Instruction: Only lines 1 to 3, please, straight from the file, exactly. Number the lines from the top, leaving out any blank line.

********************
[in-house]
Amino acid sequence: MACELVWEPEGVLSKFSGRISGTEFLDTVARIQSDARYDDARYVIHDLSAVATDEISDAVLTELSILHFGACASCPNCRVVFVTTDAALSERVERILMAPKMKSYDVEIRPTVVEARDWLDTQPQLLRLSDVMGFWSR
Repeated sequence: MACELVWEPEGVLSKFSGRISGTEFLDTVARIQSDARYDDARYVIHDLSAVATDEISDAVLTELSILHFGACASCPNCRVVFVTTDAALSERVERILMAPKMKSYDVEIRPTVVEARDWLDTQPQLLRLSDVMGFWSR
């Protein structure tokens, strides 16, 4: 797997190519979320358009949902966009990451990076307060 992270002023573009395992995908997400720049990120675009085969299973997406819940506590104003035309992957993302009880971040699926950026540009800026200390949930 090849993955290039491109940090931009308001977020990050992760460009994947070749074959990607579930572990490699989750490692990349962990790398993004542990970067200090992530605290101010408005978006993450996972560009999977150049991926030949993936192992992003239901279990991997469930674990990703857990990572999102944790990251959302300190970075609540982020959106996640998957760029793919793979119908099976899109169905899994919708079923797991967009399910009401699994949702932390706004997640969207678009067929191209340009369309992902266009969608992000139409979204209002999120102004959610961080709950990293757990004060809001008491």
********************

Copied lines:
[in-house]
Amino acid sequence: MACELVWEPEGVLSKFSGRISGTEFLDTVARIQSDARYDDARYVIHDLSAVATDEISDAVLTELSILHFGACASCPNCRVVFVTTDAALSERVERILMAPKMKSYDVEIRPTVVEARDWLDTQPQLLRLSDVMGFWSR
Repeated sequence: MACELVWEPEGVLSKFSGRISGTEFLDTVARIQSDARYDDARYVIHDLSAVATDEISDAVLTELSILHFGACASCPNCRVVFVTTDAALSERVERILMAPKMKSYDVEIRPTVVEARDWLDTQPQLLRLSDVMGFWSR